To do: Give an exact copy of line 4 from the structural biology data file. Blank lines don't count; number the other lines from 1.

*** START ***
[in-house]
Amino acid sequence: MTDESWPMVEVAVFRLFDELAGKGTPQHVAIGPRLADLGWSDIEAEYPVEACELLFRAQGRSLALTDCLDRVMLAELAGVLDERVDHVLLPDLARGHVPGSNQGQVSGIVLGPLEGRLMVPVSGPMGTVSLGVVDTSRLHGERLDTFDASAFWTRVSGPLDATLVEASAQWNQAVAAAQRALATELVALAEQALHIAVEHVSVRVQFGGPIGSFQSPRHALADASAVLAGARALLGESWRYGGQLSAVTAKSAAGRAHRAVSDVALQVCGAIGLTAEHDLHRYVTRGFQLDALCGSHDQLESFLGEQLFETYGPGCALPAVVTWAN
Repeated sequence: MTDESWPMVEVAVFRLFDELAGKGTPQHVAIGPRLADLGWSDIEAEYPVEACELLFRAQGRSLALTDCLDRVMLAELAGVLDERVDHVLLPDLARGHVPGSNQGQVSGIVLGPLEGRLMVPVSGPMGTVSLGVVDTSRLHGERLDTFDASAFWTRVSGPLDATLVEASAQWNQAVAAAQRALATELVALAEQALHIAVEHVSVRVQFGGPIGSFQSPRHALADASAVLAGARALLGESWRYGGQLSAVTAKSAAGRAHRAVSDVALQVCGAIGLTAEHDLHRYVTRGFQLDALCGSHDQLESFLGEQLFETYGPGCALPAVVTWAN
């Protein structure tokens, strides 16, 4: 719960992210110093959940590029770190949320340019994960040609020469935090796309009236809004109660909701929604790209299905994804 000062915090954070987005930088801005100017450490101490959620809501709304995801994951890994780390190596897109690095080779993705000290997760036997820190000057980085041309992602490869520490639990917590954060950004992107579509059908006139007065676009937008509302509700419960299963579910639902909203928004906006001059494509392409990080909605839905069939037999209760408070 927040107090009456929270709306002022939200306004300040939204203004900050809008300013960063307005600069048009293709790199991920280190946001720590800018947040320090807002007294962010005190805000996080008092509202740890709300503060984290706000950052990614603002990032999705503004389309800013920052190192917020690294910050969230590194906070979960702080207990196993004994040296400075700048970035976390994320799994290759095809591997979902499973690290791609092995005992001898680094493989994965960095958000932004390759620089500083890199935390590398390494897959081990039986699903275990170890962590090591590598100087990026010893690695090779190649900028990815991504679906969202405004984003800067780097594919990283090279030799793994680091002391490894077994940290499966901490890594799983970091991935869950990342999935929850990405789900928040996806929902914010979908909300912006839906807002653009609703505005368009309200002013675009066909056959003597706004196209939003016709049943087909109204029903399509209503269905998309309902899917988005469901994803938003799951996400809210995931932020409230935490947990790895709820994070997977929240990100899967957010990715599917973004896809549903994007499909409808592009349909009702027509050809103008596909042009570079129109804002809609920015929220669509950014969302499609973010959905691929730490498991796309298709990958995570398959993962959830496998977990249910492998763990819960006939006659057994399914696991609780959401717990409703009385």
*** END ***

């Protein structure tokens, strides 16, 4: 719960992210110093959940590029770190949320340019994960040609020469935090796309009236809004109660909701929604790209299905994804 000062915090954070987005930088801005100017450490101490959620809501709304995801994951890994780390190596897109690095080779993705000290997760036997820190000057980085041309992602490869520490639990917590954060950004992107579509059908006139007065676009937008509302509700419960299963579910639902909203928004906006001059494509392409990080909605839905069939037999209760408070 927040107090009456929270709306002022939200306004300040939204203004900050809008300013960063307005600069048009293709790199991920280190946001720590800018947040320090807002007294962010005190805000996080008092509202740890709300503060984290706000950052990614603002990032999705503004389309800013920052190192917020690294910050969230590194906070979960702080207990196993004994040296400075700048970035976390994320799994290759095809591997979902499973690290791609092995005992001898680094493989994965960095958000932004390759620089500083890199935390590398390494897959081990039986699903275990170890962590090591590598100087990026010893690695090779190649900028990815991504679906969202405004984003800067780097594919990283090279030799793994680091002391490894077994940290499966901490890594799983970091991935869950990342999935929850990405789900928040996806929902914010979908909300912006839906807002653009609703505005368009309200002013675009066909056959003597706004196209939003016709049943087909109204029903399509209503269905998309309902899917988005469901994803938003799951996400809210995931932020409230935490947990790895709820994070997977929240990100899967957010990715599917973004896809549903994007499909409808592009349909009702027509050809103008596909042009570079129109804002809609920015929220669509950014969302499609973010959905691929730490498991796309298709990958995570398959993962959830496998977990249910492998763990819960006939006659057994399914696991609780959401717990409703009385």